High-intensity Interval training enhances mobilization/functionality of endothelial progenitor cells and depressed shedding of vascular endothelial cells undergoing hypoxia



Exercise training improves endothelium-dependent vasodilation, whereas hypoxic stress causes vascular endothelial dysfunction. Monocyte-derived endothelial progenitor cells (Mon-EPCs) contribute to vascular repair process by differentiating into endothelial cells. This study investigates how high-intensity interval (HIT) and moderate-intensity continuous (MCT) exercise training affect circulating Mon-EPC levels and EPC functionality under hypoxic condition.


Sixty healthy sedentary males were randomized to engage in either HIT (3-min intervals at 40 and 80 % VO2max for five repetitions, n = 20) or MCT (sustained 60 % VO2max, n = 20) for 30 min/day, 5 days/week for 6 weeks, or to a control group (CTL) that did not received exercise intervention (n = 20). Mon-EPC characteristics and EPC functionality under hypoxic exercise (HE, 100 W under 12 % O2) were determined before and after HIT, MCT, and CTL.


The results demonstrated that after the intervention, the HIT group exhibited larger improvements in VO2peak, estimated peak cardiac output (QC), and estimated peak perfusions of frontal cerebral lobe (QFC) and vastus lateralis (QVL) than the MCT group. Furthermore, HIT (a) increased circulating CD14++/CD16/CD34+/KDR+ (Mon-1 EPC) and CD14++/CD16+/CD34+/KDR+ (Mon-2 EPC) cell counts, (b) promoted the migration and tube formation of EPCs, (c) diminished the shedding of endothelial (CD34/KDR+/phosphatidylserine+) cells, and (d) elevated plasma nitrite plus nitrate, stromal cell-derived factor-1, matrix metalloproteinase-9, and vascular endothelial growth factor-A concentrations at rest or following HE, compared to those of MCT. In addition, Mon-1 and -2 EPC counts were directly related to VO2peak and estimated peak QC, QFC, and QVL.


HIT is superior to MCT for improving hemodynamic adaptation and Mon-EPC production. Moreover, HIT effectively enhances EPC functionality and suppresses endothelial injury undergoing hypoxia.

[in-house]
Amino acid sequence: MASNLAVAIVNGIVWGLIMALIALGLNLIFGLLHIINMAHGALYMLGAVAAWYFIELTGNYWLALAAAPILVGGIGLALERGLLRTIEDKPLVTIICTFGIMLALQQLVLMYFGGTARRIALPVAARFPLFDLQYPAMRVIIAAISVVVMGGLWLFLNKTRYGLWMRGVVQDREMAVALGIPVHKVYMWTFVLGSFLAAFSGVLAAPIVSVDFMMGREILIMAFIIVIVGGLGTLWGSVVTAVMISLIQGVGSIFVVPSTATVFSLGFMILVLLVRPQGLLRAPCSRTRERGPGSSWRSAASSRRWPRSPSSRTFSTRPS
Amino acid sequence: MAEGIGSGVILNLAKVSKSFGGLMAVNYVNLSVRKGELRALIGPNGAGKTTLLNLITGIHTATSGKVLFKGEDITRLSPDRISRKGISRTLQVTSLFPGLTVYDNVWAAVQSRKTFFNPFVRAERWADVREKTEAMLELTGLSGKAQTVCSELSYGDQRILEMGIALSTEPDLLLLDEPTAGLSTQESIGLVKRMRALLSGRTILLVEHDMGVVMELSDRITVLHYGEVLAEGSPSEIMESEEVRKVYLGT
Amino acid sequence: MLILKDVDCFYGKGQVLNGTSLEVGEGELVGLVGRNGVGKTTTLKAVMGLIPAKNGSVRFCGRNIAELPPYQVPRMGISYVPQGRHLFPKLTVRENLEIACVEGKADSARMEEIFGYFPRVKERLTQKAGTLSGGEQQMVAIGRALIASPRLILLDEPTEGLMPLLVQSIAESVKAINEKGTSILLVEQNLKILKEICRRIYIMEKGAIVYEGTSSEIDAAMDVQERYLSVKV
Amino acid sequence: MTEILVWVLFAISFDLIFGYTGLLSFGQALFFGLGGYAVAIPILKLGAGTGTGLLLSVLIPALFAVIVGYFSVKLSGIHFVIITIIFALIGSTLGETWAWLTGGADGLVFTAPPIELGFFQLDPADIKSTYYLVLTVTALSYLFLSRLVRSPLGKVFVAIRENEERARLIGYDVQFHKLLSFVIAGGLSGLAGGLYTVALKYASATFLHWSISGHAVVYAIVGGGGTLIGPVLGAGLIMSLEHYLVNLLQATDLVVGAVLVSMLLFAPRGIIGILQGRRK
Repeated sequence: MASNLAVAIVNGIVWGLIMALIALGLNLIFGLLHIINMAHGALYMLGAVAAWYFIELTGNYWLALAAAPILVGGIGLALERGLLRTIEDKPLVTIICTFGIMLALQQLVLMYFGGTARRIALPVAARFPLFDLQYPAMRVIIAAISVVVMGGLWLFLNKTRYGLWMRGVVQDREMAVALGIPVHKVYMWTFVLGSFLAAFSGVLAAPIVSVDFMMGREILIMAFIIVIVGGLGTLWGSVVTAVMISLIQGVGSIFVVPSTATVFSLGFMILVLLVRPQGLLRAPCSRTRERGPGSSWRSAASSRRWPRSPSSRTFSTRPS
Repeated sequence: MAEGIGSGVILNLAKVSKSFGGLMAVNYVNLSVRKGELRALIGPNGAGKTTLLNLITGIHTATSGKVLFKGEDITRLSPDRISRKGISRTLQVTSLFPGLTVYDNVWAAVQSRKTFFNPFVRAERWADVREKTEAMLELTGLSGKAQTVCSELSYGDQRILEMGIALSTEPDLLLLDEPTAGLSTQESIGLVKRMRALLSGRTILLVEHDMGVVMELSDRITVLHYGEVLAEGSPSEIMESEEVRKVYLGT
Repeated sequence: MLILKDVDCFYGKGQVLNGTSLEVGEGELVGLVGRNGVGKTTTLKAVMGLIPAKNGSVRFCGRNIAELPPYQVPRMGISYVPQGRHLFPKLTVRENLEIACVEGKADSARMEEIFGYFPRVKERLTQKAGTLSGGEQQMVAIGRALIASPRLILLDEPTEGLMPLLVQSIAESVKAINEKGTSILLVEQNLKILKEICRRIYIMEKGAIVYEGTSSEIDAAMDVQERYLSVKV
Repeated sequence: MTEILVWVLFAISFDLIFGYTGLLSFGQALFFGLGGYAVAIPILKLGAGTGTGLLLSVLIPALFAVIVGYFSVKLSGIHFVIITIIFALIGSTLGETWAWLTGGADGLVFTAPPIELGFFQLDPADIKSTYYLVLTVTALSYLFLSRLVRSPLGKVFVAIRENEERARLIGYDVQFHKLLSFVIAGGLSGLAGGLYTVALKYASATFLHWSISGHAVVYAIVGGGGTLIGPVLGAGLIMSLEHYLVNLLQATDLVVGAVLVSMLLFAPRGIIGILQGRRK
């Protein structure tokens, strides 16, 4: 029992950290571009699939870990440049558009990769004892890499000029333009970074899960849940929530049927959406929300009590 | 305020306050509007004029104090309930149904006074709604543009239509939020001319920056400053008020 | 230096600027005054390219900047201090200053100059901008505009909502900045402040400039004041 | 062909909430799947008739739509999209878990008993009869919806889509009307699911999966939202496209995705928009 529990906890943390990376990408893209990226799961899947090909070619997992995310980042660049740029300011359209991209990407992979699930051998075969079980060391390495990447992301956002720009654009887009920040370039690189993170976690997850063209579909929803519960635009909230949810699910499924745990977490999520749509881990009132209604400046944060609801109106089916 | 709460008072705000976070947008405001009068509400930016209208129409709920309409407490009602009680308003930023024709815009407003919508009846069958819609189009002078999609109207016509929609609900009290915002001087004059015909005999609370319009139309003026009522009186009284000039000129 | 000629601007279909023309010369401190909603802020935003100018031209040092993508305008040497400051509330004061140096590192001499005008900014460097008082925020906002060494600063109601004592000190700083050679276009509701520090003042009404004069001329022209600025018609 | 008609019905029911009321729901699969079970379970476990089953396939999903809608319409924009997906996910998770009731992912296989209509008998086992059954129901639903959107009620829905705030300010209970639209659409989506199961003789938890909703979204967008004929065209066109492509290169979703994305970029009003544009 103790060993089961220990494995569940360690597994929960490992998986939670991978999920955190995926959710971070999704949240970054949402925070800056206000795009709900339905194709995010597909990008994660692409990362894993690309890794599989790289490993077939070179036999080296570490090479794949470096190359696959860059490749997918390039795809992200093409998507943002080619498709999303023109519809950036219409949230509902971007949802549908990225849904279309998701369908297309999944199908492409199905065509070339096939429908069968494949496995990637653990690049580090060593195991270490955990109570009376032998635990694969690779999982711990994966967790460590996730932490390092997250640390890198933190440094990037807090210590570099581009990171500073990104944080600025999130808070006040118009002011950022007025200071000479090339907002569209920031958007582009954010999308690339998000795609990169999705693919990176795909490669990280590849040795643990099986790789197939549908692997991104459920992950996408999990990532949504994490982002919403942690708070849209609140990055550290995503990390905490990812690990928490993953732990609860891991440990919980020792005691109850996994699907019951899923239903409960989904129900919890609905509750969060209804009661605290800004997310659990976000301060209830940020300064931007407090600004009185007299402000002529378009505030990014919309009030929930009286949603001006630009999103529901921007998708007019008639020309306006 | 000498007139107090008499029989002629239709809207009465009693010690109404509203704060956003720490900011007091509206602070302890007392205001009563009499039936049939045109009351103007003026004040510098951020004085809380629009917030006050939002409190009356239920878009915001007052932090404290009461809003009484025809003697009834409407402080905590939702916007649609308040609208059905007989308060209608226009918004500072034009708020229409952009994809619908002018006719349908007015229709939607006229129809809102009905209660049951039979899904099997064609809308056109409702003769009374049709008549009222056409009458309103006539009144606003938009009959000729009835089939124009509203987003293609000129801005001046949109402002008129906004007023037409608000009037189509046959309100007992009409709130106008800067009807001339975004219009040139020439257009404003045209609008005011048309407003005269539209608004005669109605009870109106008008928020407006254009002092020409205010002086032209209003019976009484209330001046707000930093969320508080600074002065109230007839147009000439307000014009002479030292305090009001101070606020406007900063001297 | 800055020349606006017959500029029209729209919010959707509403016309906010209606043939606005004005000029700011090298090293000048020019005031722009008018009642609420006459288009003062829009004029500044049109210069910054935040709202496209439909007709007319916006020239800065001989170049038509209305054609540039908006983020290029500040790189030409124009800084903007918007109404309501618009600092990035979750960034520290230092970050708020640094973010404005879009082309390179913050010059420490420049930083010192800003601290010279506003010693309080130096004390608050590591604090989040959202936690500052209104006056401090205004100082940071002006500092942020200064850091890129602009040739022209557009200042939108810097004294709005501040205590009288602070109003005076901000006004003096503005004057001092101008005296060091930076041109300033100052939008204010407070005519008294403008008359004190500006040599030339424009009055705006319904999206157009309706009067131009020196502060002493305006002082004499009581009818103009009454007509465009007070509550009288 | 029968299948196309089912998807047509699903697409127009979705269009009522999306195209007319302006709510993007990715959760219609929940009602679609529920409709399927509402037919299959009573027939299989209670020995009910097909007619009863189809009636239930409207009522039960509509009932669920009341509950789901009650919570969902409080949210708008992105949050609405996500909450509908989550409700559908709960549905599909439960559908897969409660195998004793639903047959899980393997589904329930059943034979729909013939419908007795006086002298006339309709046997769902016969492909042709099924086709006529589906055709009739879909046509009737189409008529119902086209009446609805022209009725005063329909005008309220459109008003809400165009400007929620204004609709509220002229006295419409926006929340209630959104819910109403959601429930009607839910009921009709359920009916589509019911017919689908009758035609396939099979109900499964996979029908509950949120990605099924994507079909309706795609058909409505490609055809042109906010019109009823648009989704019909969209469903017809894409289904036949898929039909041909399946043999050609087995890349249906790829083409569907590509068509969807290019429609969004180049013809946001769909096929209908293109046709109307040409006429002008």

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Fig. 1
Fig. 2



Monocyte-derived endothelial progenitor cells


High-intensity interval


Moderate-intensity continuous


Hypoxic exercise

QC :

Cardiac output


Peak perfusions of frontal cerebral lobe


Vastus lateralis

Mon-1 EPC:


Mon-2 EPC:


KDR+ :

Kinase domain receptor-positive


Control group

VO2max :

Maximal O2 consumption


Heart rate


Graded exercise test

V E :

Minute ventilation

VCO2 :

Carbonic dioxide production


Noninvasive continuous cardiac output monitoring system


Stroke volume


Systemic vascular conductance




Left frontal cortex


Left vastus lateralis muscle


Peripheral blood mononuclear cells


Fluorescein isothiocyanate




Hemangioblast stem cell


Early endothelial progenitor cell


Endothelial precursor cell

PS+ :



Electric cell-substrate impedance sensing


Effective time

T max :

Maximum impedance


Nitric oxide


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The authors would like to thank the volunteers for their enthusiastic participation.

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Corresponding author

Correspondence to Jong-Shyan Wang.

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This work was supported by the National Science Council of Taiwan (Grant Number NSC 100-2314-B-182-004-MY3), Chang Gung Medical Research Program (Grant number CMRPD190173), and Healthy Aging Research Center, Chang Gung University (Grant Number EMRPD1A0841).

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No conflicts of interest, financial or otherwise, are declared by the authors.

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Communicated by David C. Poole.

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Tsai, H., Lin, C., Lin, Y. et al. High-intensity Interval training enhances mobilization/functionality of endothelial progenitor cells and depressed shedding of vascular endothelial cells undergoing hypoxia. Eur J Appl Physiol 116, 2375–2388 (2016). https://doi.org/10.1007/s00421-016-3490-z

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  • Exercise
  • Hypoxia
  • Hemodynamic
  • Endothelial progenitor cell